Former Yale captain says he’ll sue school over expulsion

(AP Photo/Tony Gutierrez)

HARTFORD, Conn. (AP/WTNH) — An attorney for former Yale basketball captain Jack Montague says the player was expelled over a sexual assault allegation and plans to sue the school.

Attorney Max Stern issued a statement Monday saying Montague had a consensual relationship with the woman. He says the dispute is about the last of four sexual encounters, occurring in October 2014. The lawyer says the woman claims she didn’t consent to sex but Montague says she did.

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Stern confirms Montague was expelled on February 10th.

Stern says he believes Montague was made a “whipping boy” following a report on sexual assault by the Association of American Universities that was critical of the school.

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Yale declined to comment on Montague’s case, but says its process for investigation allegations of sexual assault is thorough and fair.

Related Content: Father of Yale’s Jack Montague says son was expelled; calls reason “ridiculous”

The Ivy League champion basketball team has apologized for wearing warm-up T-shirts recently with Montague’s nickname on it and the word “Yale” spelled backward.

On Monday morning, Yale issued the following statement on the investigation:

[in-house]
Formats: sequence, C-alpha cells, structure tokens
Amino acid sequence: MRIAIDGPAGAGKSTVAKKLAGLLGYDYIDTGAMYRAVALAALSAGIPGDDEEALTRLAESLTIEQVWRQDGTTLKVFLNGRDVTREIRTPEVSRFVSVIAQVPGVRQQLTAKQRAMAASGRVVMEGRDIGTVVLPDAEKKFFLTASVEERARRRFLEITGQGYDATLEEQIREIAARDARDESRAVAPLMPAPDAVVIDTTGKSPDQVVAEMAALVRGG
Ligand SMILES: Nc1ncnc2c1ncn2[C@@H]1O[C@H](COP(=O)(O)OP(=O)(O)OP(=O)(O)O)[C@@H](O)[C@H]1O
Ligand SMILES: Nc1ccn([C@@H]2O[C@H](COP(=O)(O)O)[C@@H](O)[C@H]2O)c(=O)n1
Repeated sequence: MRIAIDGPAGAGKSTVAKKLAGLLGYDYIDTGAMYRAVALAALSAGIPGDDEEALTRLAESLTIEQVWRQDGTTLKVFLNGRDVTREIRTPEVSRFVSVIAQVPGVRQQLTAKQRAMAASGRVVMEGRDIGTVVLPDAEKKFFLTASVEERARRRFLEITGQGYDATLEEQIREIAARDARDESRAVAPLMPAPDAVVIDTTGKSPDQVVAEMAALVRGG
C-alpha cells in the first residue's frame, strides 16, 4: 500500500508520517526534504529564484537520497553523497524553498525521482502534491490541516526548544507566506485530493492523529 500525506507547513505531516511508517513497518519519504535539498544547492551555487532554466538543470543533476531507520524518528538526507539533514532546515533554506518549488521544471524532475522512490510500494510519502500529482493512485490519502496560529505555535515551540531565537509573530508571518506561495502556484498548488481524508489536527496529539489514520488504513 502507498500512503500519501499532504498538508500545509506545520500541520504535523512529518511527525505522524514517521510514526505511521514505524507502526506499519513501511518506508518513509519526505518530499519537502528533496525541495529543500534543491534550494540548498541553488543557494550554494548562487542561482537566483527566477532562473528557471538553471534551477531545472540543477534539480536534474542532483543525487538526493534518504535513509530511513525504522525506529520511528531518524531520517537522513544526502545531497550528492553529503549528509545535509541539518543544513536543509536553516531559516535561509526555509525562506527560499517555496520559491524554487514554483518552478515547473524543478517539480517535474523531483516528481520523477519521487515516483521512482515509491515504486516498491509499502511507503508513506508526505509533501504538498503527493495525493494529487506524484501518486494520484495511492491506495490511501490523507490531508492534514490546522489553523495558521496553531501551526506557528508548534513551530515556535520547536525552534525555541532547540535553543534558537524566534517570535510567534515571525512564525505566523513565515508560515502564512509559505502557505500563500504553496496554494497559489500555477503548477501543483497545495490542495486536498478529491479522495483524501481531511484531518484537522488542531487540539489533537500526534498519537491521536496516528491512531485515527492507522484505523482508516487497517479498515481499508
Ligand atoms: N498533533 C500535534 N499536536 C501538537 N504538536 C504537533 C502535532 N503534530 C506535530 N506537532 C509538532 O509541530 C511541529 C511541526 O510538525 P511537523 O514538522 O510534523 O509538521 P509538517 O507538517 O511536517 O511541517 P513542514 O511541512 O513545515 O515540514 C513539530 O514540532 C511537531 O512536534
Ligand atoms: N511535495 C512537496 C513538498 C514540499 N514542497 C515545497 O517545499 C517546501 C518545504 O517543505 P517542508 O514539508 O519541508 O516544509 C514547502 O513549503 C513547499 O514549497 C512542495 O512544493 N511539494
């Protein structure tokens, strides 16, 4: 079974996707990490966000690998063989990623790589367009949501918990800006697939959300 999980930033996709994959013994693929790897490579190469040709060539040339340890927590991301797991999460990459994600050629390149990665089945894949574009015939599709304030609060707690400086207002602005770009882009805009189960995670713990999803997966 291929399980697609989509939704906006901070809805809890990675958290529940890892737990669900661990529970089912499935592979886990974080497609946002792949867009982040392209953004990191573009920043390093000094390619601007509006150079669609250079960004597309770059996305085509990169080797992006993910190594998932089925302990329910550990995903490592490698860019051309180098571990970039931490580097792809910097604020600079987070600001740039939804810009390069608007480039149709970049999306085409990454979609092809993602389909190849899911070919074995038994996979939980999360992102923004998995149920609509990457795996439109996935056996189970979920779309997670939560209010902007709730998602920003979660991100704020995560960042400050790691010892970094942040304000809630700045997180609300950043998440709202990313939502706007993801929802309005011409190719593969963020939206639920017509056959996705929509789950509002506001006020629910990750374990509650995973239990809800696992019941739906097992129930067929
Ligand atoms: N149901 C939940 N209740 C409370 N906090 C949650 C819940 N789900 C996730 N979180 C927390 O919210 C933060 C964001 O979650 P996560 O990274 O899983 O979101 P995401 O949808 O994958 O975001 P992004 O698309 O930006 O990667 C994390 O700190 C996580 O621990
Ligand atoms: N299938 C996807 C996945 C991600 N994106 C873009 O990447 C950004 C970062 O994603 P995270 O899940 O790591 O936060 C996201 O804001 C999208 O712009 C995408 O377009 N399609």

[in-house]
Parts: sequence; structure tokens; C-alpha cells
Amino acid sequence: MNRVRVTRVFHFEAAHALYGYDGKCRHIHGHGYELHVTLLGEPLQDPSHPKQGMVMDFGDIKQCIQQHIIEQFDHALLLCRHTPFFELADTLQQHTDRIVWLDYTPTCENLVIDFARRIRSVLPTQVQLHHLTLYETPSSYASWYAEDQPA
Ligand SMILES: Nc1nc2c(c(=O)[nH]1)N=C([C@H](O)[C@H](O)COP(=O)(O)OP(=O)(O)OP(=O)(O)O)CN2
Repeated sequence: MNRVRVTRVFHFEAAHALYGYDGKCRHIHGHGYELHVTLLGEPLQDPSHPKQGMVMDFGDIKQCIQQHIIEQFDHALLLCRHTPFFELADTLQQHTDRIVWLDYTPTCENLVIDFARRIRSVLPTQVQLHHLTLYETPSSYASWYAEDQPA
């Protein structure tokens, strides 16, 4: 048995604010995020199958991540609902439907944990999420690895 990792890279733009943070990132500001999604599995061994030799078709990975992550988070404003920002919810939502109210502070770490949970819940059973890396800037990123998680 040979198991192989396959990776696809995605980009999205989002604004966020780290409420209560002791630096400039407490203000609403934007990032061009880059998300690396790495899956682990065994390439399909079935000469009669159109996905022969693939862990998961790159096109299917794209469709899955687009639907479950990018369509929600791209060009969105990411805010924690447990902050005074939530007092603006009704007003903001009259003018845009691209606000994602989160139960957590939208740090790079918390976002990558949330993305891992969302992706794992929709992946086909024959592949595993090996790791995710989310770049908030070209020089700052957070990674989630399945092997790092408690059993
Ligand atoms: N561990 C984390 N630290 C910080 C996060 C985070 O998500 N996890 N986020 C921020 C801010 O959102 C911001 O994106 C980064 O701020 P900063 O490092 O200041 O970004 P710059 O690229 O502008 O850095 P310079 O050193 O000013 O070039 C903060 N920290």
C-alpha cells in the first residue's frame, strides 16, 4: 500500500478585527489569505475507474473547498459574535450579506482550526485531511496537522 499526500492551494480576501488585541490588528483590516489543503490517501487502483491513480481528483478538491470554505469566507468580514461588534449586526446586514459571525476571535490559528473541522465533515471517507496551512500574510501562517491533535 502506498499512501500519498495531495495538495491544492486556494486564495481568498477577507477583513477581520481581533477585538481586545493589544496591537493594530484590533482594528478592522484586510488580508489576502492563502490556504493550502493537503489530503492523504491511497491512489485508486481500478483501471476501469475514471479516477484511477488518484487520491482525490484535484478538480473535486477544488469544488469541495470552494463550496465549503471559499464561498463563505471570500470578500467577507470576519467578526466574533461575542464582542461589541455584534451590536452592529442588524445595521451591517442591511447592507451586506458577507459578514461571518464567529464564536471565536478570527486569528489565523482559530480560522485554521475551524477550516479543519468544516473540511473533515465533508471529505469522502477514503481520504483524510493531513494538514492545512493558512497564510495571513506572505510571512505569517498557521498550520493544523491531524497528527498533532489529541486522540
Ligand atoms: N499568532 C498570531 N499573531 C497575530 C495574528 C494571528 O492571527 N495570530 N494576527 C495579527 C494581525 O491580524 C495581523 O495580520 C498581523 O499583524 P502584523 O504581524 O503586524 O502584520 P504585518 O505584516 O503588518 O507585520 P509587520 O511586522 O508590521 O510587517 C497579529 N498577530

Yale does not comment on specific cases of student discipline, out of respect for the privacy and confidentiality of all students involved in a disciplinary process.  Yale’s procedures for addressing allegations of sexual misconduct are thorough and fair: The allegations are investigated by an impartial fact finder, heard by five trained members of the Yale community, and decided by the accused student’s dean.  Throughout the process, all parties have advisors, which can be legal counsel, and they can appeal a decision.

Where cases involve judgments about the witnesses’ credibility, all of the available corroborating or contradictory information is carefully weighed to determine who is telling the truth.

One out of five formal sexual misconduct hearings ends without a finding against the accused, and, in two out of five cases, the accused student receives a reprimand or probation.  Only about one out of 10 cases ends in expulsion, and the decision to expel a student is made only after the most careful consideration, based on the facts and, when appropriate, disciplinary history.

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